Monday, 1st June 2020

This Month's Magazine
The Passion of Christ

The Passion of Christ

Behind HollywoodÂ’s morbid fascination with gore, lies the story of a very real sacrifice.

With the annual approach of the Easter season, Christians all over the world prepare to celebrate the resurrection of Jesus Christ. The devote are often asked to reflect on the relevance of the two thousand year old legacy of Christ. The passion as it is traditionally known (from the Latin for sufferings) is the story of the last events of ChristÂ’s earthly life.

Episodes and details are drawn from the four separate accounts of gospels. But almost all versions begin with his triumphant entry into Jerusalem a few days before Passover where he is hailed as the Messiah by the people and conclude with his crucifixion, where he is mocked and despised, a few days later.

Events and men move with ruthless speed, and an inexorable tragic necessity seems to be at work. Jesus comes to see what he must accept in order to redeem sinful mankind; betrayal, slander, public humiliation, brutal torture and total abandonment. Among ancient Mediterranean peoples crucifixion was considered the most shameful means of torture and execution, reserved only for the worst criminals. By accepting it, Christ shows the greatest degree of self sacrifice.

As Christianity came to dominate the west, the once shameful image of crucifixion became the central and distinguishing symbol for the new religion. While other religions celebrated the invulnerability and power of their gods, the church focused on the human vulnerability and suffering of Jesus, the shear fragility of skin and bones under the lash and nail of power. Alone among world religions, Christianity defiantly displayed the wasted and twisted dead body of god in its most sacred places.
The date of Easter is determined by the “ecclesiastical moon” as defined by church construction tables to be used permanently for calculating the phase of the moon.

This full moon doesnÂ’t necessarily coincide with the astronomical full moon, which means that Easter is not necessarily the very next Sunday after a full moon, it could be the next Sunday after an ecclesiastical full moon, this happened in 1876. These calculations say that Easter could fall between March 22 and April 25; this was decreed by Pope Gregory XIII in 1582 as part of the Gregorian calendar.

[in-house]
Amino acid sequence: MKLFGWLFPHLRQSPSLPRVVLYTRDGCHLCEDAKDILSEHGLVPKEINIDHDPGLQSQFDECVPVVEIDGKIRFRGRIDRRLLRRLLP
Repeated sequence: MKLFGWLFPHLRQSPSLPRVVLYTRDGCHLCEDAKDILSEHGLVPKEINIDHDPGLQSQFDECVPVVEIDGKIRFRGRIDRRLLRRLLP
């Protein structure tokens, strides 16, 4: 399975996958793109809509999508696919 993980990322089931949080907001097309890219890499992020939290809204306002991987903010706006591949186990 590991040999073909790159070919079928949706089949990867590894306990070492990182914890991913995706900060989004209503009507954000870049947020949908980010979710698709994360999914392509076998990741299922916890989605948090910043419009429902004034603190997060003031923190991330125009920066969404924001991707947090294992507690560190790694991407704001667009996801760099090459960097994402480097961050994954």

During New Testament times, the Christian church celebrated Easter at the same time as the Jews celebrated Passover (the first of PassoverÂ’s eight days is Nissan the 15th on the Jewish calendar, Passover observes the flight and freedom of the Israelites from slavery in Egypt).

By the middle of the second century, Easter was celebrated on the Sunday after Passover, the council of Nicaea decided in 325 AD that all churches should celebrate it together on a Sunday. The Eastern Orthodox Church may celebrate Easter up to a month later, as its calculation is based on the Julian calendar, which is currently 13 days behind the Gregorian calendar. In 1865 and 1963, Easter observance in both eastern and western churches coincided. In some countries Good Friday and the Monday after Easter are national holidays.

Palm Sunday is the sixth and final Sunday of lent, in many churches it is the start of Holy Week, a week of observances leading up to Easter Sunday. Palm Sunday occurs one week before Easter and marks Jesus entry into Jerusalem, when his supporters waved Palm fronds to celebrate his arrival. Today ashes are used from palm fronds of the previous years Palm Sunday, to mark a cross on the forehead of penitents on Ash Wednesday.

Good Friday, the Friday before Easter is a somber observance of Christ’s crucifixion on the cross. Christians believe that the death of Jesus Christ on the cross made it possible for them to find peace with God and wanted to celebrate that peace rather then observe Friday as a day of mourning and sadness. The name may also be derived from “Gods Day” since in the first two centuries; the word “Good” would only ever have been used as a description of God.
Easter Sunday celebrates Jesus resurrection, along with Christmas, Easter is considered one of the oldest and most joyous days on the Christian calendar.

Religious services and other Easter celebrations vary throughout the regions of the world and even from country to country. Easter itself was not mentioned in the bible, but the three day period from Good Friday to Easter Sunday has become a traditional observance of when Christians believe that the crucifixion, burial and resurrection of Christ occurred.

Easter, like many other ancient festivals, has become a commercial free for all over the years, but behind the modern slant, itÂ’s not too difficult to remember that the story of Easter is the story of one man's very real suffering and brutal murder for what he believed was the salvation of his fellow man.

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